Now in verse 17 they come back, “And the seventy returned again with joy, saying, Lord, even the devils are subject unto us through thy name.”  Notice, with joy, ‘Yippee!  We get to boss devils around!  This is great stuff!’  and there’s people that are still like that today.  “He said unto them, I beheld Satan as lightning fall from heaven” (verse 18).  A very interesting statement.  Now did he mean in ages past?  Did he mean while they were preaching and casting out demons that he saw Satan’s kingdom falling?  Or was he speaking of Revelation 12, some future fall?  [Comment:  Revelation 12 speaks of a past fall, and a yet to come future fall.  It is very interesting, that all dinosaur life, and all life on earth right down to the single-celled microbe level, was snuffed out when two huge asteroids were hurled to earth 65 million years ago.  This could have been the galactic war alluded to in the beginning of Revelation 12, and alluded to by Jesus in Luke 10:18 here, as we just read, where Satan was cast back down to earth with one third of the rebellious angels, now called demons.  To view this period of time, see http://www.unityinchrist.com/dinosaurs/dinosaurs.htm.  In all likelihood Jesus is referring to this event, especially since the statement is in past tense, “I beheld.”]  I think the only one that fits the language, because it says “I beheld Satan having fallen” and it’s more properly [translated] “I was beholding Satan having fallen,” describing it as something that had taken place in the past.  They’re saying, ‘Wow, Lord, this is great!  The demons are subject to us…’  Jesus is saying ‘Look, I beheld their boss, the most beautiful angel there ever was, the greatest malevolent power, I was beholding him, having fallen.’  Now, he’s the god of his world, we’re told now.  Certainly when Jesus came, it says he bound the strong man.  And yet there is a time in the future, Revelation 12, when he will be cast down to earth [a second time] which is different from his original fall.  He fell from his principality and power.  In fact, it tells us in Jude, he left of his own will, he left on purpose in rebellion and his arrogance, he left once and for all, their principality and their power.  They have not fallen to the physical world where they’re bound there, Satan is called the prince of the power of the air, there are demonic forces in the world.  There are.  Jesus says, ‘I beheld him, having fallen, like lightning.’  What an interesting statement.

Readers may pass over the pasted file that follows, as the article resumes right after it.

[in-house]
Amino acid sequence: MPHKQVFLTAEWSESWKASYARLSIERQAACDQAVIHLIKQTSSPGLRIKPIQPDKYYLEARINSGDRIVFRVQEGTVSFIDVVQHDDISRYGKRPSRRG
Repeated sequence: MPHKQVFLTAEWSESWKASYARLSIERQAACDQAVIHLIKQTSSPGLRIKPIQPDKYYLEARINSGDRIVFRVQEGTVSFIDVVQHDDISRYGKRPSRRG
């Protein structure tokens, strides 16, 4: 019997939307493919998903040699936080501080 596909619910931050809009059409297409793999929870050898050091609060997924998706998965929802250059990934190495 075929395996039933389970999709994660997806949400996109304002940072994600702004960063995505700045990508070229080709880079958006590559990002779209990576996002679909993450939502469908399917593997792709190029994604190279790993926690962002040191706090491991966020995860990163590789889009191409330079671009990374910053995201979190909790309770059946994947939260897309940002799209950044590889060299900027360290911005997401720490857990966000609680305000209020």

Christ meant something different than how we tend to read this